Delivering search and rescue (SAR) response in a country such as this is a challenge. In 2003, after a review of the governance of New Zealand SAR, the New Zealand Search and Rescue Council was formed and after further review the Rescue Coordination Centre New Zealand (RCCNZ) was established. The RCCNZ coordinates all major aviation and marine incidents in the region.
New Zealand's SAR Region stretches from the mid-Tasmanian Sea to halfway to Chile; from Antarctica almost to the Equator and includes Niue, Tonga, Samoa, Tokelau and the Cook Islands. In its first year of operation (2004-2005) the RCCNZ coordinated 871 SAR incidents. Their area of responsibility is the one of the three largest in the world, covering 1/12th of the earth's waters.
In addition to the SAR Council, New Zealand uses a SAR Consultative Committee to address technical issues and provide advice. Members represent wide range of interests: Department of Conservation (National Parks); Coast Guard (volunteers) Land SAR Association; Aviation Industry Association; Amateur Radio Emergency Communications; and Surf Lifesaving organizations.
Royal New Zealand Coast Guard Federation
The Royal New Zealand Coast Guard is entirely voluntary. While units are spread throughout New Zealand, because no funding is provided for the Coast Guard, the government cannot direct where units need to be. Relying solely on funds raised through annual lotteries, the Coast Guard has over 1800 trained members who donate their time, boats and personal equipment to provide response.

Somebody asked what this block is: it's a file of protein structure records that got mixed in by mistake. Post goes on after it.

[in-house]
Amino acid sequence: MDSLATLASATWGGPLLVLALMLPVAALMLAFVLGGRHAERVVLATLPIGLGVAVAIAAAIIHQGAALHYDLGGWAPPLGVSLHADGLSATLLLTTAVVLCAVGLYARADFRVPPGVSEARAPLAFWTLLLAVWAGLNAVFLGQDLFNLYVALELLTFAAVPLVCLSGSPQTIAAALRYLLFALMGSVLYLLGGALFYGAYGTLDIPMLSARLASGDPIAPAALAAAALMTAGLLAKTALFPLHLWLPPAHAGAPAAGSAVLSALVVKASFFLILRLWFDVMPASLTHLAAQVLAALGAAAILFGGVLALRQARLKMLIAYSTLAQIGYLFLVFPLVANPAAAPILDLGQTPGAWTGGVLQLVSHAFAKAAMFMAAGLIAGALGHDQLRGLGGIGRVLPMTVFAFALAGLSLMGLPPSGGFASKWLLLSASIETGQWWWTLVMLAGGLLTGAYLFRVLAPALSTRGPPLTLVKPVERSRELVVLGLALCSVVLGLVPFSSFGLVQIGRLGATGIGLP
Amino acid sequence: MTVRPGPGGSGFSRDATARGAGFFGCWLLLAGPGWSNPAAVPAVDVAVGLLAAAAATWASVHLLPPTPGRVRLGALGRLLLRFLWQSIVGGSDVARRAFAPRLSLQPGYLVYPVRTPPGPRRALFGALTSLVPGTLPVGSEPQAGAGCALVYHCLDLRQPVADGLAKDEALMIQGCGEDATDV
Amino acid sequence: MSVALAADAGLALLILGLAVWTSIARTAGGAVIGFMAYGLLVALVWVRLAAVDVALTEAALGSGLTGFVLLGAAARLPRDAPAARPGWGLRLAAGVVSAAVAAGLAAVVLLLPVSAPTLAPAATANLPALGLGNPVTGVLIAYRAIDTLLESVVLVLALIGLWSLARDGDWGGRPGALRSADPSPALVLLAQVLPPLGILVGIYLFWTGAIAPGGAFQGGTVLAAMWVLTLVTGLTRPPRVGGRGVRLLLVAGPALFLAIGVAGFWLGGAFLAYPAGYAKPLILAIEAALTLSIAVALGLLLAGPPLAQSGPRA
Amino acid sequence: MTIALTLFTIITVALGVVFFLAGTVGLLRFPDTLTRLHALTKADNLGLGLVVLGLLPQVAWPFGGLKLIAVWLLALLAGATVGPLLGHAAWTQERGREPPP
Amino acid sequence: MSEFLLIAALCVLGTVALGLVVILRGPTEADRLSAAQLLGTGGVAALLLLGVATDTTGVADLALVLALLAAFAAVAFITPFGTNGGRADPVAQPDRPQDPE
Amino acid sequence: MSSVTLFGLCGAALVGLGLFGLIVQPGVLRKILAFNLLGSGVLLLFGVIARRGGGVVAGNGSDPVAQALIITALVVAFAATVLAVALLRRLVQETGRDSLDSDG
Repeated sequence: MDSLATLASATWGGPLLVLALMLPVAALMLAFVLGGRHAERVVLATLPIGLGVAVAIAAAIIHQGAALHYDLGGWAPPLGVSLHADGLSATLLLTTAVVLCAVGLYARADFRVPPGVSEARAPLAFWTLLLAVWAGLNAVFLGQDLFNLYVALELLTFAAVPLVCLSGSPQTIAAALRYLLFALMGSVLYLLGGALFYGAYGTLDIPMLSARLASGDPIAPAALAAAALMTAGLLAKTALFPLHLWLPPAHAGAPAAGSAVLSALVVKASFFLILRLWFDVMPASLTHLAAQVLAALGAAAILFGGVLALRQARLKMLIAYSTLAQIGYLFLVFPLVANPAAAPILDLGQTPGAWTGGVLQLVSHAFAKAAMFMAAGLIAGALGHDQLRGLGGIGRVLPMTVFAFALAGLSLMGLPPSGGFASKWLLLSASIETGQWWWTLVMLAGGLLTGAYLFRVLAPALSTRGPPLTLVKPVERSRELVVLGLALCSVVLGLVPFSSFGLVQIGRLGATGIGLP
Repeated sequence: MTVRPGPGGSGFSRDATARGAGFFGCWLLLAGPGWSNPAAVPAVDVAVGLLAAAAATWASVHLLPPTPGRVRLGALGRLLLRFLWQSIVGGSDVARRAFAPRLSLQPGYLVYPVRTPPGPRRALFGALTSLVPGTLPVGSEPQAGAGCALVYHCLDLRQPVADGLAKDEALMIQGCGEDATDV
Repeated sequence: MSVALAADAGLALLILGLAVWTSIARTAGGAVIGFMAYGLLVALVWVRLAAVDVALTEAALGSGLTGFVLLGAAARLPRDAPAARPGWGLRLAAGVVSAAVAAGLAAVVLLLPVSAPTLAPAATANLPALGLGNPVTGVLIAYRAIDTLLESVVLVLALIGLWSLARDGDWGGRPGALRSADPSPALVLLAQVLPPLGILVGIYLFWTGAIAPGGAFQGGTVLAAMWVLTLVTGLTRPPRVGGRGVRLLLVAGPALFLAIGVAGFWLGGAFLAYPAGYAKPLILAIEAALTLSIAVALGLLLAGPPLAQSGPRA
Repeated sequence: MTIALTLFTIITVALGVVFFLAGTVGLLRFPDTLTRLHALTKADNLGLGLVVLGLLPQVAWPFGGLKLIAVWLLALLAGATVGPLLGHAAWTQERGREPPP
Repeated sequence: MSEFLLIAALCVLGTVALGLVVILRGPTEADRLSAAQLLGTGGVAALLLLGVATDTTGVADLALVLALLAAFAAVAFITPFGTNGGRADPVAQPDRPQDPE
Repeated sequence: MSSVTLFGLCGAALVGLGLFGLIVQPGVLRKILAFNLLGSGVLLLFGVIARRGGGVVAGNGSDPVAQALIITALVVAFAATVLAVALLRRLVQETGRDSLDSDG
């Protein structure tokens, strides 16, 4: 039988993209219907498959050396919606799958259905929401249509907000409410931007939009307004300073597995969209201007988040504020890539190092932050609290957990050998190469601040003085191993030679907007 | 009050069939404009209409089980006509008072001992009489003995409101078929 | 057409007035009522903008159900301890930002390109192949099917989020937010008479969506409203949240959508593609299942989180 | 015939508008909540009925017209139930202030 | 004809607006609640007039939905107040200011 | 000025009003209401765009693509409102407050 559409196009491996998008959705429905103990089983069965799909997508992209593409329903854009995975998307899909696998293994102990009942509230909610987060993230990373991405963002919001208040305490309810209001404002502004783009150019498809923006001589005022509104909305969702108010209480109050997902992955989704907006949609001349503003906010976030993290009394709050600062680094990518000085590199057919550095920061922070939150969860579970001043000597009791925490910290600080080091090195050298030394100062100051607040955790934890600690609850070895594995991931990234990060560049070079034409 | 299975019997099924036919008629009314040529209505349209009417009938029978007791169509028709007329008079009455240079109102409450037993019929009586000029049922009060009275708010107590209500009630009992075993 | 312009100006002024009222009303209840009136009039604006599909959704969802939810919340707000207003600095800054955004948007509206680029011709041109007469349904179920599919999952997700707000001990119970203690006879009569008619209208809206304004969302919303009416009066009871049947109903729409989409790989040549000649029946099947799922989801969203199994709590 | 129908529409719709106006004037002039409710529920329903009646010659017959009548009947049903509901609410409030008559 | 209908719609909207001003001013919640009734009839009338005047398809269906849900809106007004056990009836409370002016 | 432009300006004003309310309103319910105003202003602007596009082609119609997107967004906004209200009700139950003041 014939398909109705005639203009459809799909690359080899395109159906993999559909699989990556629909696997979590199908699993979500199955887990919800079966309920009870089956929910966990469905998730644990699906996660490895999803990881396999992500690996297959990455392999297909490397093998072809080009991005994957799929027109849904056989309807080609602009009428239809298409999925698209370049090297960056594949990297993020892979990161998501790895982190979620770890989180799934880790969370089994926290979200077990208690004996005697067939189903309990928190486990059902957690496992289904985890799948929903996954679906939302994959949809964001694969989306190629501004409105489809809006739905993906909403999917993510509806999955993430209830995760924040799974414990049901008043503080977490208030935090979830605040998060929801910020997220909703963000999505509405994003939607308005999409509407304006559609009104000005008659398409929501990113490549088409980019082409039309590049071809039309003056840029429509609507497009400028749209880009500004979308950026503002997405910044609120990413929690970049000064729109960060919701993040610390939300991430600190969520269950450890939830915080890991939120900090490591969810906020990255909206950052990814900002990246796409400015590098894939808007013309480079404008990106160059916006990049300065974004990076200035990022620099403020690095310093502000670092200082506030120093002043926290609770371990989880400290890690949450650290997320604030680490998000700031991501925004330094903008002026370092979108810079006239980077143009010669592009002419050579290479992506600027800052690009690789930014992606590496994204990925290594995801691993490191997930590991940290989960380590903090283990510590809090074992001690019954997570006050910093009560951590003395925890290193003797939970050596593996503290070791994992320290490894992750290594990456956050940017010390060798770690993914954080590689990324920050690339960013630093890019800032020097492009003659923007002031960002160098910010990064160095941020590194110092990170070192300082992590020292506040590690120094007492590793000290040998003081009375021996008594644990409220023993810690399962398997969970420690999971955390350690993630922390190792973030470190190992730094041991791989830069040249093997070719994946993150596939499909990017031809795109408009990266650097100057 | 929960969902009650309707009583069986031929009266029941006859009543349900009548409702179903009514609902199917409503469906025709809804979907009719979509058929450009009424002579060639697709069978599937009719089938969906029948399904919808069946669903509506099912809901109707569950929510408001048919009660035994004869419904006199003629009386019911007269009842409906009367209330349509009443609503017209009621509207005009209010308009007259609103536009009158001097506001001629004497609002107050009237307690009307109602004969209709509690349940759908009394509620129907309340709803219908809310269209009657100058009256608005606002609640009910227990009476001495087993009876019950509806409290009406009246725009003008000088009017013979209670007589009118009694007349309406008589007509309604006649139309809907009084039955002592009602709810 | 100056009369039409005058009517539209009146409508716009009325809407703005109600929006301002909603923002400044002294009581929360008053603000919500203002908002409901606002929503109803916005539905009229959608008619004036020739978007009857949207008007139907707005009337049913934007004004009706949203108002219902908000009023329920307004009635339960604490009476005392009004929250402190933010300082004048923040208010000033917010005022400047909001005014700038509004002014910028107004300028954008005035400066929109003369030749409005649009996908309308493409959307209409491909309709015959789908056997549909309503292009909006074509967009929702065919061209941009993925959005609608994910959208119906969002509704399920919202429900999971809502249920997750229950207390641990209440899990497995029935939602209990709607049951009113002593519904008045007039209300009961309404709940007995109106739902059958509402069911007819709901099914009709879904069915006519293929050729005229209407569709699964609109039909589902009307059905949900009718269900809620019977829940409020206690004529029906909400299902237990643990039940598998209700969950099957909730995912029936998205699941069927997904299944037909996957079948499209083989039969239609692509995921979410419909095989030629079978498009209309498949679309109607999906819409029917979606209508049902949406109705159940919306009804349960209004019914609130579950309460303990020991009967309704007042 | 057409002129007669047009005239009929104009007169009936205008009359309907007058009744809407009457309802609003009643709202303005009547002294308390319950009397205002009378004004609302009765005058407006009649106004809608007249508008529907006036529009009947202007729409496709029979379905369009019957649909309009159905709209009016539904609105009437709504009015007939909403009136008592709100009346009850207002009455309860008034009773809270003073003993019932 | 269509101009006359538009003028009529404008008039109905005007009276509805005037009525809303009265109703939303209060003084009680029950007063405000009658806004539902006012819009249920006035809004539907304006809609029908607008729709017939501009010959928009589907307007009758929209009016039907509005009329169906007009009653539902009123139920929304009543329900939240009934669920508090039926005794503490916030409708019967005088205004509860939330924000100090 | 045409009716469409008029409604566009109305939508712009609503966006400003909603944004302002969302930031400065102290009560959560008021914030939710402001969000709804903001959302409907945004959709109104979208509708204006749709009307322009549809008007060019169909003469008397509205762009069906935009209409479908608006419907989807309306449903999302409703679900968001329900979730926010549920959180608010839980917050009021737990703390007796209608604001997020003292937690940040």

Currently, there is no dedicated air SAR service in New Zealand. The New Zealand Air Force no longer provides SAR service. While six government-owned aircraft (P3K Orions) are available 95% of the time, there are only four crews and operational commitments in the Arabian Gulf. Duncan Ferner reports that the government has signed off on a very large electronics upgrade and improved radios so they can cover a larger sweep of the Ocean. Two Huey helicopters are also available on standby but have no winch capabilities.
The RCC uses a suite of ambulance helicopters owned and operated by a private company, which means the helicopters are based close to their pilots and not necessarily close to areas of high activity.
"This is one of the larger frustration points," said Ferner. "Whatever's flying in the region is deployed to effect the rescue while other helicopters are in transit. We are trying to get new service level agreements in place and we do perform reviews after every incident, but right now, there's no strategic plan for locating SAR resources."
The New Zealand Police coordinate ground SAR. With trained SAR coordinators in each district, the police annually respond to over 1100 land and marine SAR incidents, often working with volunteer groups like the Royal NZ Coast Guard Federation and the New Zealand Land SAR teams. Responding to calls about overdue hikers, hunters, boaters, the police are usually the first point of contact for SAR incidents not involving aircraft or coastal waters.
"We're really still evolving," says Ferner. "But now that some of the basic reporting and structural aspects have been established, we can look at key issues like where SAR resources need to be, clearing up roles and responsibilities in all jurisdictions and making sure we're able to provide efficient SAR response throughout the region."
At the November New Zealand Land SAR conference, Ms. Jean Murray, Executive Director of the NSS, Dr. Bob Koester of Virginia, USA, lost person behaviour expert and Sgt. Don Webster, Ontario Provincial Police, were invited to provide insight into how SAR is managed and delivered in North America. The conference was attended by 200 volunteers and provided an opportunity to explain why Canada has been so successful with its SAR program. "The key to Canada's success has been the seamless collaboration between all agencies involved in search and rescue," said Ms Murray. "Collaboration and coordination have been the foundation of our success."